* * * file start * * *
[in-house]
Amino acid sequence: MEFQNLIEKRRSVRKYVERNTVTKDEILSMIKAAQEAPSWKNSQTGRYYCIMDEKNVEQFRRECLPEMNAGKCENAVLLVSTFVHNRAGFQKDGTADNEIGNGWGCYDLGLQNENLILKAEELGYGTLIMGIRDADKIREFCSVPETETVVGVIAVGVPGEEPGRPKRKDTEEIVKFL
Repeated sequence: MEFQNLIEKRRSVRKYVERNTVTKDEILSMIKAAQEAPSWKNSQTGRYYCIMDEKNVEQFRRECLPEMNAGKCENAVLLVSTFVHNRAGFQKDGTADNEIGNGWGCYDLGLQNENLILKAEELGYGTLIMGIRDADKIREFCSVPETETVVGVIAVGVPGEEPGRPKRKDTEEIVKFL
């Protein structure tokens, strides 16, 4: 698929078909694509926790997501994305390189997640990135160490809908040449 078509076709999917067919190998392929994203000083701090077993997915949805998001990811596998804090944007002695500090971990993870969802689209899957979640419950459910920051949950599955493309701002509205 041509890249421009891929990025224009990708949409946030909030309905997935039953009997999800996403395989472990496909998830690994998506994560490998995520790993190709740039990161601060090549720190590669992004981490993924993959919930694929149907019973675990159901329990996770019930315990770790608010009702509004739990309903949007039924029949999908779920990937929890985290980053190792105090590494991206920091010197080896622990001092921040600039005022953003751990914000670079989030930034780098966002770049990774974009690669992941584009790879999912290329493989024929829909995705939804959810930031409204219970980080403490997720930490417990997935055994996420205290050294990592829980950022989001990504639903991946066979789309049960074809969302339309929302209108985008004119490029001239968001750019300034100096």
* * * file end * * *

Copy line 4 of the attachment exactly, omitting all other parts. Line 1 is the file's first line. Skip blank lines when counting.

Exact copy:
């Protein structure tokens, strides 16, 4: 698929078909694509926790997501994305390189997640990135160490809908040449 078509076709999917067919190998392929994203000083701090077993997915949805998001990811596998804090944007002695500090971990993870969802689209899957979640419950459910920051949950599955493309701002509205 041509890249421009891929990025224009990708949409946030909030309905997935039953009997999800996403395989472990496909998830690994998506994560490998995520790993190709740039990161601060090549720190590669992004981490993924993959919930694929149907019973675990159901329990996770019930315990770790608010009702509004739990309903949007039924029949999908779920990937929890985290980053190792105090590494991206920091010197080896622990001092921040600039005022953003751990914000670079989030930034780098966002770049990774974009690669992941584009790879999912290329493989024929829909995705939804959810930031409204219970980080403490997720930490417990997935055994996420205290050294990592829980950022989001990504639903991946066979789309049960074809969302339309929302209108985008004119490029001239968001750019300034100096």